Whats the fastest you ambulance can go?

wannabeHFD

Forum Lieutenant
128
13
18
I had to respond to a call in another district of ours that took me down a long straight highway. Around here cars will pass us even going emergency. It was a grease burn at a fast food place so I decided to punch it. Got a little over 95.
 

firetender

Community Leader Emeritus
2,552
11
38
Comment from the bone yard

I don't imagine things have changed much in 35 or so years.

Until you're in the driver's seat of an ambulance, as a kid the perception is that a large percentage of medics WILL push the edge of the envelope any chance they get. It doesn't matter if that's the truth or not, that's what gets noticed; not the ambulance quietly and calmly wending its way to the hospital or scene. These are really cool, lit-up boxes running around the streets doing stuff that civilians just don't get to do. Your little kid head interprets this as freedom.

"Give me a piece of THAT action!" gets ingrained in you at an early age. Probably before you understand this responsibility thing. When those lights and sirens start coming your way, what do you perk up and look for? How fast is the guy willing to go? How will he/she handle all those pesky other vehicles in his/her way? The adrenaline rush of watching transfers over into the adrenaline rush of wanting to do.

So for relatively young medics newly entering the field (we're talking the vast majority of Newbies), you could count on, uh, let's just say testosterone-like hormone levels (this applies to female medics as well) determining just how far the person will take advantage of the perceived opportunity to push society's limits.

Being handed the keys to an ambulance is not unlike being brought to the Tree of Knowledge, you know, the one with the snake and the apple?

This field does not attract the sedate and easily regimented. For Goddsakes, no matter how much they are warned away from thinking it, who completely eliminates the romantic, Super-hero image of getting all the tools and freedom they need to actually save lives? And who amongst us is immune from pushing the pedal closer to the metal (literally or figuratively) in the belief that -- especially in THIS case -- every second counts?

So for all the flack the OP is getting, please, don't kid yourselves. Driving motor vehicles fast and furious is part of U.S. culture. Beating the cops at their own game is a National pastime. Just the idea of getting a chance to stretch the rules of the road is an attractor to the field and for all the political correctness that everyone wants to project, it's a part of the reality of EMS and gets acted out often.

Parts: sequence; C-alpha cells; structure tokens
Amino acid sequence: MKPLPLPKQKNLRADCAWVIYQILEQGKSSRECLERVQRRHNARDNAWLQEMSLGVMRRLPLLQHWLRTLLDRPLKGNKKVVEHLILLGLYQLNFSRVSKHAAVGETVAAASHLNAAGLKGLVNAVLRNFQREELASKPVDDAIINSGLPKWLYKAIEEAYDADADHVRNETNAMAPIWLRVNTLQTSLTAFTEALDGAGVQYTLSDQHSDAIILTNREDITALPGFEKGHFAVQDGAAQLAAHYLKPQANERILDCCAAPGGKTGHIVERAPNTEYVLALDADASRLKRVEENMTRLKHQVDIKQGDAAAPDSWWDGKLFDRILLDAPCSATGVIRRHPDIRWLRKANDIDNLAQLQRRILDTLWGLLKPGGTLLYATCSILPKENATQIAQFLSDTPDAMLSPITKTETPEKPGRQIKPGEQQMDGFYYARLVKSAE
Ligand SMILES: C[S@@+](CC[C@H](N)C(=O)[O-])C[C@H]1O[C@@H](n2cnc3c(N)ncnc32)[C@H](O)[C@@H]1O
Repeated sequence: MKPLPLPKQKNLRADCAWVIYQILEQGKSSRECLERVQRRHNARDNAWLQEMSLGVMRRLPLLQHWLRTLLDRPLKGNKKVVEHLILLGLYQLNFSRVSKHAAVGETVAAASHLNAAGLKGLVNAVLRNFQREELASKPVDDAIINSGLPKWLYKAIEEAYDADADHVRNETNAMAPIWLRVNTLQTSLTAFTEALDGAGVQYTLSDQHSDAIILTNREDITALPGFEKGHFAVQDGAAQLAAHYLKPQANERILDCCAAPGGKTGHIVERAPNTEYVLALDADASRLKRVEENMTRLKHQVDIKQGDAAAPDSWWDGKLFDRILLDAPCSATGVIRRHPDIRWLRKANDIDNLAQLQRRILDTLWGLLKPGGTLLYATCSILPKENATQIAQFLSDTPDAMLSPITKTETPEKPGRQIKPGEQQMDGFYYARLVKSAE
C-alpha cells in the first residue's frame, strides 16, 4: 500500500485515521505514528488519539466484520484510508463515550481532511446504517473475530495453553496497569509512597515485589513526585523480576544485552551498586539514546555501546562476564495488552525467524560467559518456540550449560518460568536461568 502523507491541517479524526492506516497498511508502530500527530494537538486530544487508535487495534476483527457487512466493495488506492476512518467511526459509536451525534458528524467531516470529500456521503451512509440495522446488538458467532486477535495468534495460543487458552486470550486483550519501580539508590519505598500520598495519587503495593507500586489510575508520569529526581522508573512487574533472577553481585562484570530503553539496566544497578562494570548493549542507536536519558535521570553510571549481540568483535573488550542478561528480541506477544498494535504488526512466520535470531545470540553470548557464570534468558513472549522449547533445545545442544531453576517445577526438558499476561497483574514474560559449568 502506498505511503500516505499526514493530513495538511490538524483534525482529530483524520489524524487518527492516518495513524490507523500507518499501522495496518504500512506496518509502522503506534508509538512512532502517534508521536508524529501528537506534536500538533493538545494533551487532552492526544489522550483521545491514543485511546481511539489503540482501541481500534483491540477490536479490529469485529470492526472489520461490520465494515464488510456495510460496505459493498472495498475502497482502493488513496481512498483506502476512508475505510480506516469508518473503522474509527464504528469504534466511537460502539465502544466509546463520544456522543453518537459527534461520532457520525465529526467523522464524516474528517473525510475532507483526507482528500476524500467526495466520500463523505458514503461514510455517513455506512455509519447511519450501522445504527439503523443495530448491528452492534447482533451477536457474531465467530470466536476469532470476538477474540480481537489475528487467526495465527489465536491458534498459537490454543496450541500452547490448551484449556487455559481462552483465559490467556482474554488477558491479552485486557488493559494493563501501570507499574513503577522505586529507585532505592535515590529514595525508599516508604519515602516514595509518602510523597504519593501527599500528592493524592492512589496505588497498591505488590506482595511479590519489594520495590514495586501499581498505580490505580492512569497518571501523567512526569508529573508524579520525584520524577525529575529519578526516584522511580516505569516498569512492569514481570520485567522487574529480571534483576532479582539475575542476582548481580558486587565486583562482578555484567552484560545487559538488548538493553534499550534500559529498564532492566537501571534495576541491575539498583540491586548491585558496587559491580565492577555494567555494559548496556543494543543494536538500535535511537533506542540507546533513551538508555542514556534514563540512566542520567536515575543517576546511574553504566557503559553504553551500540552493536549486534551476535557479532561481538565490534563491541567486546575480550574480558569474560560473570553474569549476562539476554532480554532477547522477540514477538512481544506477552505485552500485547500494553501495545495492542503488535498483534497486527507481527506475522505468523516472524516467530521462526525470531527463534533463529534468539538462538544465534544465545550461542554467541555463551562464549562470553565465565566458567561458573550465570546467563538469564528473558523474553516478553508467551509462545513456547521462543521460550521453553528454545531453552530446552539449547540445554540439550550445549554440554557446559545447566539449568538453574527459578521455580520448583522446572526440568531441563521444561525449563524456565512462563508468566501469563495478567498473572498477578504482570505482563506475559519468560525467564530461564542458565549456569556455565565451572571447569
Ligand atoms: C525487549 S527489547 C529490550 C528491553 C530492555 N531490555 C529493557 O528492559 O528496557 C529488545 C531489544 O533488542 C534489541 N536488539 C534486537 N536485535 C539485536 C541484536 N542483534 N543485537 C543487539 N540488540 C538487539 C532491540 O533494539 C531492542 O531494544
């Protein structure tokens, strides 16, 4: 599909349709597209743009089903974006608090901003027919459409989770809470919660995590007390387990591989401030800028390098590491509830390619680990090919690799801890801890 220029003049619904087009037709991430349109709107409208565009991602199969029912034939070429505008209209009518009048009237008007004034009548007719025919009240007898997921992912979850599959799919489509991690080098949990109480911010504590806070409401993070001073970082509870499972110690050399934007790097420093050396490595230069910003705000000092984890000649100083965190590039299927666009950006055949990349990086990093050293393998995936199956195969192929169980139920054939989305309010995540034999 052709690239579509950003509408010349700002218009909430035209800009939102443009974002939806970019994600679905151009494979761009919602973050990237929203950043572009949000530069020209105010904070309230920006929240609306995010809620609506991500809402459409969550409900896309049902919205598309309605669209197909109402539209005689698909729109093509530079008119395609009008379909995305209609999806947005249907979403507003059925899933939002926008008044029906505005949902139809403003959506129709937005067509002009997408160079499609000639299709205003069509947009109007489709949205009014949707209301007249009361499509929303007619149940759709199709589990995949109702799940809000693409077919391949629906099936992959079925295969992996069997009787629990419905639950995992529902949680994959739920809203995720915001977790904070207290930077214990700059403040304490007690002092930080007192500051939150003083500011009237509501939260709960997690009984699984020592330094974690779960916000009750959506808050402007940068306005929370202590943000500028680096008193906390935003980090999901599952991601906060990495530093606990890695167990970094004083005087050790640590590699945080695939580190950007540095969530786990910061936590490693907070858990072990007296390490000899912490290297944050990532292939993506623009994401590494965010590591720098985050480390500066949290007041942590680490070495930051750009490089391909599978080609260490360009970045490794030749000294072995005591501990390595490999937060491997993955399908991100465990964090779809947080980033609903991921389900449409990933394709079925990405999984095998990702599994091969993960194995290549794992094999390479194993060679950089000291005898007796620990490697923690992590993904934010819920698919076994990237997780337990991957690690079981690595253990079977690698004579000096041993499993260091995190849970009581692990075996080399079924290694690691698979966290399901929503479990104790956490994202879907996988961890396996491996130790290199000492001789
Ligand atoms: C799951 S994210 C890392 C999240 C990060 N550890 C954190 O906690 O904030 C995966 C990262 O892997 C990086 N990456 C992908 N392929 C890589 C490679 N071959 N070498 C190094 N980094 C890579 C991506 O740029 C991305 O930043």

Shock and outrage at a simple, typically American question "What have you had that baby up to?" presents a very nice image of professionalism. But I don't think it's realistic. And I completely understand why many are reluctant to fess up to expressing a very human trait; taking it to the limit.

This is coming from your Grandfather who prided himself on 3 a.m. 90 MPH charges from a move-up position at a godforsaken cow-patch into town 18 miles away and did pretty good at cultivating relationships with local LEOs so I'd get away with it.

I don't really buy that we were a different breed in the 1970's. What do you think?
 
Last edited by a moderator:

9D4

Forum Asst. Chief
806
113
43
I don't imagine things have changed much in 35 or so years.

Until you're in the driver's seat of an ambulance, as a kid the perception is that a large percentage of medics WILL push the edge of the envelope any chance they get. It doesn't matter if that's the truth or not, that's what gets noticed; not the ambulance quietly and calmly wending its way to the hospital or scene. These are really cool, lit-up boxes running around the streets doing stuff that civilians just don't get to do. Your little kid head interprets this as freedom.

"Give me a piece of THAT action!" gets ingrained in you at an early age. Probably before you understand this responsibility thing. When those lights and sirens start coming your way, what do you perk up and look for? How fast is the guy willing to go? How will he/she handle all those pesky other vehicles in his/her way? The adrenaline rush of watching transfers over into the adrenaline rush of wanting to do.

So for relatively young medics newly entering the field (we're talking the vast majority of Newbies), you could count on, uh, let's just say testosterone-like hormone levels (this applies to female medics as well) determining just how far the person will take advantage of the perceived opportunity to push society's limits.

Being handed the keys to an ambulance is not unlike being brought to the Tree of Knowledge, you know, the one with the snake and the apple?